At the outset of speaking with a client it should always be established whether they have any previous convictions or police cautions. Where a defendant has no previous convictions, cautions or reprimands a good character direction to the jury should be given by the judge. Being of good character is not a defence to an offence but it is helpful to a defendant in two ways:
First, where a defendant has given evidence at his trial, their good character is positive feature which should be taken into account in their favour when considering whether the jury accept what they are being told by them. Secondly, the fact that a defendant has not offended in the past, makes it less likely they have acted in a way in which the prosecution allege at trial.
What importance a jury attaches to the good character of a defendant and to the extent to which is assists on the facts of a particular case is a decision for the jury. In making this assessment the jury would take everything into account that they hear about the defendant.
In this particular case we examined every account given to different people by the complainant. We noted several inconsistencies with an aim to show that the complainant was lying. It was important we clearly explained the various accounts to the jury, the inconsistencies and questioned the complainant about them.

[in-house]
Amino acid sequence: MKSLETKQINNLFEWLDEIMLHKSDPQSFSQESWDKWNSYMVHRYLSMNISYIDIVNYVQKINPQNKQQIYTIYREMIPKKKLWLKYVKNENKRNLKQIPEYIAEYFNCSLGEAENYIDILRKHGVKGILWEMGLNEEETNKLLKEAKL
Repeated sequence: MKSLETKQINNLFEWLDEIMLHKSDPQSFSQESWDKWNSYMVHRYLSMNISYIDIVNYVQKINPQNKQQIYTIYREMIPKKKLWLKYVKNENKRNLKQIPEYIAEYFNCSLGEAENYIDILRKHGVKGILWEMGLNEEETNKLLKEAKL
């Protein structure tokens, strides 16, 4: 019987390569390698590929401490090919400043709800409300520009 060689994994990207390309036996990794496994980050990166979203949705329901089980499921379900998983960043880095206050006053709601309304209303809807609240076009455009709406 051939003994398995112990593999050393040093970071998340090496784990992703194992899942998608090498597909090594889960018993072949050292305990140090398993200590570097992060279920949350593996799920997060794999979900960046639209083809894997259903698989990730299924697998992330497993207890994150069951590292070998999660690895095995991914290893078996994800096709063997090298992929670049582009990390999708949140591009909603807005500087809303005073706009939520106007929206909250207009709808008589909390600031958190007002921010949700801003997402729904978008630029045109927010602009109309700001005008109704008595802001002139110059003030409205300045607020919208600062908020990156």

Previous character of the complainant
Through preparation and speaking with various witnesses, the defence had reason to believe the complainant had made allegations against another man around a similar time, these allegations has not been reported to the police.
Previous allegations that have not been reported to the police are difficult to bring into a trial and put before a jury for various reasons. Government have enacted S.42 of the Youth Justice and Criminal Evidence Act 1999 which implements strict rules relating to the cross examination of witnesses/complainants. In this particular trial the rules in place prohibited the questioning of the complainants previous sexual history evidence and previous sexual history without the judges permission. To obtain permission to question the complainant the defence would have to make an application.
PCD Solicitors worked hard to over come this prohibition and through alternative gateways an application to the judge to admit the evidence was successful. The jury did hear about the previous allegations that the complainant had made which were not recorded with police or any other authority. This was a significant part of the trial, the meticulous preparation and knowledge of the Criminal Procedure Rules allowed for us to succeed and overcome this obstacle.
Obtaining supporting evidence
The defence examined all accounts given including that of Mr A and then set out to obtain evidence to support this.
- The complainant had stated throughout her account various dates of lessons and her driving test, of which she carried out two examinations under the instruction of Mr A. The dates were incorrect, we obtained confirmation of test bookings to show this to the jury.